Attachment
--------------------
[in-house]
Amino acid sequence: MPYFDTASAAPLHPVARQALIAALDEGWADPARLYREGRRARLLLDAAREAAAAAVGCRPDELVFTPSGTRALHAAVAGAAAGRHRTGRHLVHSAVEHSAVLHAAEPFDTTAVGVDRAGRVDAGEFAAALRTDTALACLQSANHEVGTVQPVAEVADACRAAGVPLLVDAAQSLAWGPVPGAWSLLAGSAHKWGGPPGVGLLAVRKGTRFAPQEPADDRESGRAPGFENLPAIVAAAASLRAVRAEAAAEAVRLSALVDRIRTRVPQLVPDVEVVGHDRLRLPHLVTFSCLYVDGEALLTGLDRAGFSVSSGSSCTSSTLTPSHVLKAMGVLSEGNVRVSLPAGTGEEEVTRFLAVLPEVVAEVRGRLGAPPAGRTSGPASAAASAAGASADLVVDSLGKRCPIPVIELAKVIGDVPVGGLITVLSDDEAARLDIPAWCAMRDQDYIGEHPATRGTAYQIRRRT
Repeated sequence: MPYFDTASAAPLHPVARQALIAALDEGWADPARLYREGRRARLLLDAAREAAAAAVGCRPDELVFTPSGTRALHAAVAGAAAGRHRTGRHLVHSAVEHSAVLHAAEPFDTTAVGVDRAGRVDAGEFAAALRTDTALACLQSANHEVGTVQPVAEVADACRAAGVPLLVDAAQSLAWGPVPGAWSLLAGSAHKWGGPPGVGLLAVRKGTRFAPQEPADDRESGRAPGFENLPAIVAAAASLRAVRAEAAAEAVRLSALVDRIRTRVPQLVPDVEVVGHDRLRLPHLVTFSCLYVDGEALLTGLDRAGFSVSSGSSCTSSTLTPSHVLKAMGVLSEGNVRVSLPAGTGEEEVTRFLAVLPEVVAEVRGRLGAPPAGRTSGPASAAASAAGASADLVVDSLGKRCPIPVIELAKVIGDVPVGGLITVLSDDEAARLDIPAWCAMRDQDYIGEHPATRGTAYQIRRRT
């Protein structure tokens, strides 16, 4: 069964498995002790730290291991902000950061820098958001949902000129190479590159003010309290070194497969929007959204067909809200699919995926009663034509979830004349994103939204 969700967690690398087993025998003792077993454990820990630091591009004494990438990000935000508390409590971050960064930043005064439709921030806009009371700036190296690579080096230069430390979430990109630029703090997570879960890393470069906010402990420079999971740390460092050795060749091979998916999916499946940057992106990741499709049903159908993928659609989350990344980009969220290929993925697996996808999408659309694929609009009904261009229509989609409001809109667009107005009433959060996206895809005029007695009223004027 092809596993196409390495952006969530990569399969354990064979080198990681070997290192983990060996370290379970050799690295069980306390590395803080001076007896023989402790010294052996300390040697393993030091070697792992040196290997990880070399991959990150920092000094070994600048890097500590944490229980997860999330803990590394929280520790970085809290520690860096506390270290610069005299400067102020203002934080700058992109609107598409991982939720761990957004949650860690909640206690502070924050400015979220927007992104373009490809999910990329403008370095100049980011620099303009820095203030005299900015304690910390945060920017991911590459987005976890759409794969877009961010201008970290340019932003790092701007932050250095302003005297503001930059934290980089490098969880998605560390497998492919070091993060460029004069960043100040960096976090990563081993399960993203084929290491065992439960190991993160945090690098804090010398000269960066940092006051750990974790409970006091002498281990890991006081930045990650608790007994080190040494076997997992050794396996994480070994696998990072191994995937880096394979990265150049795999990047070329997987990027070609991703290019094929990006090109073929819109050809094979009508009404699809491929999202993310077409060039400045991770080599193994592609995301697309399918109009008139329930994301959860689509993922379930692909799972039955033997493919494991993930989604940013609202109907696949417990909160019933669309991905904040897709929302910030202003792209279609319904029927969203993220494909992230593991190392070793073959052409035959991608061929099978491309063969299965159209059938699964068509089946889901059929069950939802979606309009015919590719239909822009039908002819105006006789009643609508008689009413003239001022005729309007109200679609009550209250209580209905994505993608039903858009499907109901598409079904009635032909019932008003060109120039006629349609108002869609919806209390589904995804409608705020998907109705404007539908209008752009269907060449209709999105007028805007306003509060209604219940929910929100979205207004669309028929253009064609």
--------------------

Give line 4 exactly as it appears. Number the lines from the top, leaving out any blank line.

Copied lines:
């Protein structure tokens, strides 16, 4: 069964498995002790730290291991902000950061820098958001949902000129190479590159003010309290070194497969929007959204067909809200699919995926009663034509979830004349994103939204 969700967690690398087993025998003792077993454990820990630091591009004494990438990000935000508390409590971050960064930043005064439709921030806009009371700036190296690579080096230069430390979430990109630029703090997570879960890393470069906010402990420079999971740390460092050795060749091979998916999916499946940057992106990741499709049903159908993928659609989350990344980009969220290929993925697996996808999408659309694929609009009904261009229509989609409001809109667009107005009433959060996206895809005029007695009223004027 092809596993196409390495952006969530990569399969354990064979080198990681070997290192983990060996370290379970050799690295069980306390590395803080001076007896023989402790010294052996300390040697393993030091070697792992040196290997990880070399991959990150920092000094070994600048890097500590944490229980997860999330803990590394929280520790970085809290520690860096506390270290610069005299400067102020203002934080700058992109609107598409991982939720761990957004949650860690909640206690502070924050400015979220927007992104373009490809999910990329403008370095100049980011620099303009820095203030005299900015304690910390945060920017991911590459987005976890759409794969877009961010201008970290340019932003790092701007932050250095302003005297503001930059934290980089490098969880998605560390497998492919070091993060460029004069960043100040960096976090990563081993399960993203084929290491065992439960190991993160945090690098804090010398000269960066940092006051750990974790409970006091002498281990890991006081930045990650608790007994080190040494076997997992050794396996994480070994696998990072191994995937880096394979990265150049795999990047070329997987990027070609991703290019094929990006090109073929819109050809094979009508009404699809491929999202993310077409060039400045991770080599193994592609995301697309399918109009008139329930994301959860689509993922379930692909799972039955033997493919494991993930989604940013609202109907696949417990909160019933669309991905904040897709929302910030202003792209279609319904029927969203993220494909992230593991190392070793073959052409035959991608061929099978491309063969299965159209059938699964068509089946889901059929069950939802979606309009015919590719239909822009039908002819105006006789009643609508008689009413003239001022005729309007109200679609009550209250209580209905994505993608039903858009499907109901598409079904009635032909019932008003060109120039006629349609108002869609919806209390589904995804409608705020998907109705404007539908209008752009269907060449209709999105007028805007306003509060209604219940929910929100979205207004669309028929253009064609």